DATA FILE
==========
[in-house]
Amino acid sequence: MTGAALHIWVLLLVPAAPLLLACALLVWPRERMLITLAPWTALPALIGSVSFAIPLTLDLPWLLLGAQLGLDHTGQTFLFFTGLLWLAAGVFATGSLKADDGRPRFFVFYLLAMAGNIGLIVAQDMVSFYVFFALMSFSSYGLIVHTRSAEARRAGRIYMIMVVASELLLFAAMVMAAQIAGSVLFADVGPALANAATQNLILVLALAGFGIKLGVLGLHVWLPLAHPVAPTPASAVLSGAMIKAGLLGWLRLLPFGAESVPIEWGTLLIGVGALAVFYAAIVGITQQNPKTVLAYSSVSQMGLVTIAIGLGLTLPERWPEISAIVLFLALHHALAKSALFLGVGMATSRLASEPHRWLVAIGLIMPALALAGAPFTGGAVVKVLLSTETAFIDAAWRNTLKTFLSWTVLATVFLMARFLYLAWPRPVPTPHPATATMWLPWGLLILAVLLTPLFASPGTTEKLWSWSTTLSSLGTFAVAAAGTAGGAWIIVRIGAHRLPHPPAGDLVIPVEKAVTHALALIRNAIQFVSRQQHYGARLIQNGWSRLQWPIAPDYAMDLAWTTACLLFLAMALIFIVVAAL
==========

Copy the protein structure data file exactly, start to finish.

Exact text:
[in-house]
Amino acid sequence: MTGAALHIWVLLLVPAAPLLLACALLVWPRERMLITLAPWTALPALIGSVSFAIPLTLDLPWLLLGAQLGLDHTGQTFLFFTGLLWLAAGVFATGSLKADDGRPRFFVFYLLAMAGNIGLIVAQDMVSFYVFFALMSFSSYGLIVHTRSAEARRAGRIYMIMVVASELLLFAAMVMAAQIAGSVLFADVGPALANAATQNLILVLALAGFGIKLGVLGLHVWLPLAHPVAPTPASAVLSGAMIKAGLLGWLRLLPFGAESVPIEWGTLLIGVGALAVFYAAIVGITQQNPKTVLAYSSVSQMGLVTIAIGLGLTLPERWPEISAIVLFLALHHALAKSALFLGVGMATSRLASEPHRWLVAIGLIMPALALAGAPFTGGAVVKVLLSTETAFIDAAWRNTLKTFLSWTVLATVFLMARFLYLAWPRPVPTPHPATATMWLPWGLLILAVLLTPLFASPGTTEKLWSWSTTLSSLGTFAVAAAGTAGGAWIIVRIGAHRLPHPPAGDLVIPVEKAVTHALALIRNAIQFVSRQQHYGARLIQNGWSRLQWPIAPDYAMDLAWTTACLLFLAMALIFIVVAAL